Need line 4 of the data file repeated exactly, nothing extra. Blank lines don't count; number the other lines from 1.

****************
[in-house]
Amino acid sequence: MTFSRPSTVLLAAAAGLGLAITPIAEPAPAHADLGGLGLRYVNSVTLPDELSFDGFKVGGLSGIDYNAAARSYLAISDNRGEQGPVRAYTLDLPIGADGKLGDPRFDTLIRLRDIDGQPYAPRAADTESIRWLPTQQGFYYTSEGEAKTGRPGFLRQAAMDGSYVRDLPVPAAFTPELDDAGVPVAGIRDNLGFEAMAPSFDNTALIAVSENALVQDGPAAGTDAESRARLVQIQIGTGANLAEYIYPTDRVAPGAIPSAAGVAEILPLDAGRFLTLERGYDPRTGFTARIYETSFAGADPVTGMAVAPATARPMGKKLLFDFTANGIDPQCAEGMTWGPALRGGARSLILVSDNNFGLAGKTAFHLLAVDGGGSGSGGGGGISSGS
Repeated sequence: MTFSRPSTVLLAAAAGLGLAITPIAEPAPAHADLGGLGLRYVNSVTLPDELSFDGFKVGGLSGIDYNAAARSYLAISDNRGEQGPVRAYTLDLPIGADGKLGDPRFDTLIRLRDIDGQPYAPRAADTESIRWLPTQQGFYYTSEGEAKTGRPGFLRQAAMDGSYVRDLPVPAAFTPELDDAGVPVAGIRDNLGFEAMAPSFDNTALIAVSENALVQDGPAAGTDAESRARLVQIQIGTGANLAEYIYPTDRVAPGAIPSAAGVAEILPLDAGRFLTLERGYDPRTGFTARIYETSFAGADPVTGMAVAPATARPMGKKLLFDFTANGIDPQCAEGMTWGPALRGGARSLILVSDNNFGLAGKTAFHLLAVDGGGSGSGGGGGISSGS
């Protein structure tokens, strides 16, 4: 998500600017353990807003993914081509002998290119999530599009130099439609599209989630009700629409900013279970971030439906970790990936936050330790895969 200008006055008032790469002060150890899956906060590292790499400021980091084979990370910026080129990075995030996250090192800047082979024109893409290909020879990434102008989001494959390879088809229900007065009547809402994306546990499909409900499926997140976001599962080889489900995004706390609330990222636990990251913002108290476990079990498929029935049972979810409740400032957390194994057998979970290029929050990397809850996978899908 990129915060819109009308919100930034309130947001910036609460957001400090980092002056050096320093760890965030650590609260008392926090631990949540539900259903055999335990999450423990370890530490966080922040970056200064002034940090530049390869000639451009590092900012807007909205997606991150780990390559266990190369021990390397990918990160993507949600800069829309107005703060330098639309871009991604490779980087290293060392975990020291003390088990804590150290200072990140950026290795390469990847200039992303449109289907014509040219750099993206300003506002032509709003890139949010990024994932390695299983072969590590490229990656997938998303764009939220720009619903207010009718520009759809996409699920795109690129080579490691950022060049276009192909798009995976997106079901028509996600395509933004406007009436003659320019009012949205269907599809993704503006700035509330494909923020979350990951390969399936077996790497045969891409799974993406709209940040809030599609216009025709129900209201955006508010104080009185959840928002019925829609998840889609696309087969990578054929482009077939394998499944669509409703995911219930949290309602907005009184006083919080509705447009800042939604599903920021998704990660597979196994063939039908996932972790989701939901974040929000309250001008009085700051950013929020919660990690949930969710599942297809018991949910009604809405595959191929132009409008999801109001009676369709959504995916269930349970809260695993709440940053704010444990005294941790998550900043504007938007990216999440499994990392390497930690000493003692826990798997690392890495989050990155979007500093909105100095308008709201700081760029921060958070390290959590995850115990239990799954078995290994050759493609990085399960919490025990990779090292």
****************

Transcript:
């Protein structure tokens, strides 16, 4: 998500600017353990807003993914081509002998290119999530599009130099439609599209989630009700629409900013279970971030439906970790990936936050330790895969 200008006055008032790469002060150890899956906060590292790499400021980091084979990370910026080129990075995030996250090192800047082979024109893409290909020879990434102008989001494959390879088809229900007065009547809402994306546990499909409900499926997140976001599962080889489900995004706390609330990222636990990251913002108290476990079990498929029935049972979810409740400032957390194994057998979970290029929050990397809850996978899908 990129915060819109009308919100930034309130947001910036609460957001400090980092002056050096320093760890965030650590609260008392926090631990949540539900259903055999335990999450423990370890530490966080922040970056200064002034940090530049390869000639451009590092900012807007909205997606991150780990390559266990190369021990390397990918990160993507949600800069829309107005703060330098639309871009991604490779980087290293060392975990020291003390088990804590150290200072990140950026290795390469990847200039992303449109289907014509040219750099993206300003506002032509709003890139949010990024994932390695299983072969590590490229990656997938998303764009939220720009619903207010009718520009759809996409699920795109690129080579490691950022060049276009192909798009995976997106079901028509996600395509933004406007009436003659320019009012949205269907599809993704503006700035509330494909923020979350990951390969399936077996790497045969891409799974993406709209940040809030599609216009025709129900209201955006508010104080009185959840928002019925829609998840889609696309087969990578054929482009077939394998499944669509409703995911219930949290309602907005009184006083919080509705447009800042939604599903920021998704990660597979196994063939039908996932972790989701939901974040929000309250001008009085700051950013929020919660990690949930969710599942297809018991949910009604809405595959191929132009409008999801109001009676369709959504995916269930349970809260695993709440940053704010444990005294941790998550900043504007938007990216999440499994990392390497930690000493003692826990798997690392890495989050990155979007500093909105100095308008709201700081760029921060958070390290959590995850115990239990799954078995290994050759493609990085399960919490025990990779090292």